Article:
- It does not apply to services in the field of transport, retail financial services (although payment means e.g. use of credit cards are covered), audio-visual services and non-audiovisual copyright protected content services (both of which are subject to separate measures).
- It does not apply to entities other than traders i.e. non business use or services of general economic interest
Areas of uncertainty
The Regulation is in many respects uncertain, a few of the issues to consider are as follows:
- Enforcement. As with any regulation the level and nature of any enforcement activity will determine the extent of its application and the level of compliance. It therefore remains to be seen whether it is overlooked, much as the Services Directive was (which seems unlikely) or whether there will be an active enforcement and litigation environment based on the Regulation.
- At what point does differential pricing become problematic? The Regulation and guidance repeatedly states that differential pricing is acceptable while discrimination on the grounds of nationality is not. That is fine as a proposition but the boundaries between differential and discriminatory pricing is not a bright line with, one suspect, plenty of room for disagreement (and therefore risk) around how to distinguish between the two.
- The practical effect of the Regulation is likely to be widespread. The Regulation does not formally require businesses to actively sell to any particular member state. But businesses that rely on exclusive distributors in a member state may be forced to make product available to customers who would otherwise purchase from the distributor. That might in practice undermine or require renegotiation of such business models.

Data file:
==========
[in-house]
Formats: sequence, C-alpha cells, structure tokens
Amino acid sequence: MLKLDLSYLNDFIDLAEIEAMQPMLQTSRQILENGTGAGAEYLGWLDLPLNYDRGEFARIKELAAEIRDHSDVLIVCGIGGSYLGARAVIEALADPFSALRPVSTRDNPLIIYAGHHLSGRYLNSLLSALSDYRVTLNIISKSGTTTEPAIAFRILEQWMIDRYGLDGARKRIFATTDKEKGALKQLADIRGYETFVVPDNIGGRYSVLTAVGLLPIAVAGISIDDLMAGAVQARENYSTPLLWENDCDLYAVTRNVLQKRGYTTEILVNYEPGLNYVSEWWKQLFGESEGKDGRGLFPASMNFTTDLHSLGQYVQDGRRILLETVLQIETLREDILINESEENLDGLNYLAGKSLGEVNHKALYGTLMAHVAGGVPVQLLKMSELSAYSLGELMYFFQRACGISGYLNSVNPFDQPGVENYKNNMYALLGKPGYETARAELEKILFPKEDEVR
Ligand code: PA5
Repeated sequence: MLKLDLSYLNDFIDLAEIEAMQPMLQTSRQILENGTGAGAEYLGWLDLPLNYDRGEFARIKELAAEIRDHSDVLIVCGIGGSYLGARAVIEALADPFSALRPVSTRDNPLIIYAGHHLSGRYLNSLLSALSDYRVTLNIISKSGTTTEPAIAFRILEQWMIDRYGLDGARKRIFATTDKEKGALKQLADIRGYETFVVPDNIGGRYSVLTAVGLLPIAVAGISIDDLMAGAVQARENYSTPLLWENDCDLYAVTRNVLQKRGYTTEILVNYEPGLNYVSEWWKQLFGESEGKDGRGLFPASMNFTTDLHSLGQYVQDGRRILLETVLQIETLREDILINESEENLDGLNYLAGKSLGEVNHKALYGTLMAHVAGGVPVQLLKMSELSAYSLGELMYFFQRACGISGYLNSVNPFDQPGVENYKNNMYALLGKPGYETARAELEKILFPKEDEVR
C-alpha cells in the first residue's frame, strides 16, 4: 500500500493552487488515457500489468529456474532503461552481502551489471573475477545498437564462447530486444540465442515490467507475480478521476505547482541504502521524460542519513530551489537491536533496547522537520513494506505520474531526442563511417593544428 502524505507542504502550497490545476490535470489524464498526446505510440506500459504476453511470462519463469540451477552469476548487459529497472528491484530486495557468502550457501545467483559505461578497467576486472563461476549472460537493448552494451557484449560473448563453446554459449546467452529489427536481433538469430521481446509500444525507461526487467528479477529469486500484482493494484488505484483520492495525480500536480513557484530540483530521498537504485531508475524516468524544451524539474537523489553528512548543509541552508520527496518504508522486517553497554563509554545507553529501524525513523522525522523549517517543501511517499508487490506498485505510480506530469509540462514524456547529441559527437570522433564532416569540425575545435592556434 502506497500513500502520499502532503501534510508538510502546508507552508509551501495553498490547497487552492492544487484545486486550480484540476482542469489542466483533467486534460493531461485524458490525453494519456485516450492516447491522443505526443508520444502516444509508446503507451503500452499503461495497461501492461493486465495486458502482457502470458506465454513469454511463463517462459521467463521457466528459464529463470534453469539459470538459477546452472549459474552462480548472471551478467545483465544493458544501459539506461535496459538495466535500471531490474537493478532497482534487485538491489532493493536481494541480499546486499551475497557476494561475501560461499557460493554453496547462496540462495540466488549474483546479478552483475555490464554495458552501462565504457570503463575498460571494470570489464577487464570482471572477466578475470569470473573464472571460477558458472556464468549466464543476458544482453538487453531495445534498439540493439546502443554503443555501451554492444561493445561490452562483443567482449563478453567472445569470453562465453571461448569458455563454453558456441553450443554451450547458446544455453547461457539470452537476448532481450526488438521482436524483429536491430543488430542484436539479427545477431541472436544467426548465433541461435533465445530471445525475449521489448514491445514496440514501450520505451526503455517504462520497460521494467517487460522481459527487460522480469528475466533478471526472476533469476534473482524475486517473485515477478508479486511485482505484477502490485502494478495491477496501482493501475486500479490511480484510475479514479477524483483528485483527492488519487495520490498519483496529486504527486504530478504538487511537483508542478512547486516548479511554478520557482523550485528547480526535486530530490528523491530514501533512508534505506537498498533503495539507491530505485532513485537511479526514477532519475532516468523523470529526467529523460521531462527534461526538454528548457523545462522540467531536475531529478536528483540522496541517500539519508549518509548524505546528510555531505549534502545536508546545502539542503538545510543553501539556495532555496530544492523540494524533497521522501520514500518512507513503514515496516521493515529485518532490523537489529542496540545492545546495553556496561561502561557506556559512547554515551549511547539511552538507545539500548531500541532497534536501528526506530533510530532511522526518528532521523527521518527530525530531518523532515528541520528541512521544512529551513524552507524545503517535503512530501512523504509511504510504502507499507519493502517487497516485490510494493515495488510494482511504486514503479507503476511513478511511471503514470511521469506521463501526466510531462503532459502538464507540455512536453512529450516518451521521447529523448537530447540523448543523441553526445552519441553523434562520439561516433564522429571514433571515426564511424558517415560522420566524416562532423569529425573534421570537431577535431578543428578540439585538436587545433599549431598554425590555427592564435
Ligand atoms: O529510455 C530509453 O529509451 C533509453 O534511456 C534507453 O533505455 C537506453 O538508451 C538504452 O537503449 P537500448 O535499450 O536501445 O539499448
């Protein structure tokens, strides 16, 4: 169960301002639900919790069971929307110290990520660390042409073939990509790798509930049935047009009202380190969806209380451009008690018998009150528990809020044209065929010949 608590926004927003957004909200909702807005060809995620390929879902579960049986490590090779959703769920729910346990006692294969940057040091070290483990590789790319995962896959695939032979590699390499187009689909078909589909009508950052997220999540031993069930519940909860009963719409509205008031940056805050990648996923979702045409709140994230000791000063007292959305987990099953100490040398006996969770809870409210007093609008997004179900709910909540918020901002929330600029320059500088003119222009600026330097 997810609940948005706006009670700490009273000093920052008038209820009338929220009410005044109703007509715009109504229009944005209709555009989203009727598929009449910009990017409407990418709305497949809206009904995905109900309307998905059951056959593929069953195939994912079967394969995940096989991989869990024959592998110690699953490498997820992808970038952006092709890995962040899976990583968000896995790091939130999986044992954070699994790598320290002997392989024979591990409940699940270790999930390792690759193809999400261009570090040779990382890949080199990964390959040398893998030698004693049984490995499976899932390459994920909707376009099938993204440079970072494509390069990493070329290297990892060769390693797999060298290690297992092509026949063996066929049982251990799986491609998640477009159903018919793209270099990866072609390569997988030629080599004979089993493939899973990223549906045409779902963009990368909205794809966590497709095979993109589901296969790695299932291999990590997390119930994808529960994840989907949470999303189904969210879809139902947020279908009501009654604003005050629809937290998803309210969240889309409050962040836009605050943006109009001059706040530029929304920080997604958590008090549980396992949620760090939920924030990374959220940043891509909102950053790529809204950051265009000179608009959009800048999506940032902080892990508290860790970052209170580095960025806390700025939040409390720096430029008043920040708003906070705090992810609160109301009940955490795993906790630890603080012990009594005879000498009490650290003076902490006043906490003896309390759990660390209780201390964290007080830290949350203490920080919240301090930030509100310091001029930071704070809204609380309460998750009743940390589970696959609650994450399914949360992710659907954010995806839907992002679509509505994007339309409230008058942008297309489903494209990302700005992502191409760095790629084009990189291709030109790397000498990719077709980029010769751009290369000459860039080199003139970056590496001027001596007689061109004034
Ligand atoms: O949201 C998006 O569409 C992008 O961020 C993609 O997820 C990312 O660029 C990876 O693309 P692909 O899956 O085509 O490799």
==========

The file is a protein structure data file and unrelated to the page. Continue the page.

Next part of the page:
- Legality of sales. The Regulation is clear that mere compliance with the non-discrimination requirement does not place on the business a requirement to abide by laws of other member states (for example labelling laws). Nor does the Regulation require access to a territory where such access would be illegal, although it does require an explanation in such circumstances. That is fine in theory but in practice one might anticipate complications. Will it present challenges in proving that businesses have in fact complied with labelling requirements in the event of complications involving products? The duty to explain appears to require knowledge of the legal position in member states where a business has no intention of selling a product?
- Potential for a change to scope. The Regulation contains a statement from the Commission that the Regulation will be reviewed after two years. As such its ongoing scope is uncertain and it appears from the statement that its application will be extended.
- For the UK, the impact of Brexit will need to be considered. At the very least UK traders operating in the EU would still need to continue to comply with the regulations.
In light of the Regulation that is due to come into force Businesses should:
- assess in-scope products and services and review how they are sold to ensure that no discrimination is taking place and that they can be made available in the way envisaged by the Regulation.
- Consider the effect in respect of exclusive distribution arrangements in particular.
- Monitor messages from the regulators in respect of enforcement and guidance.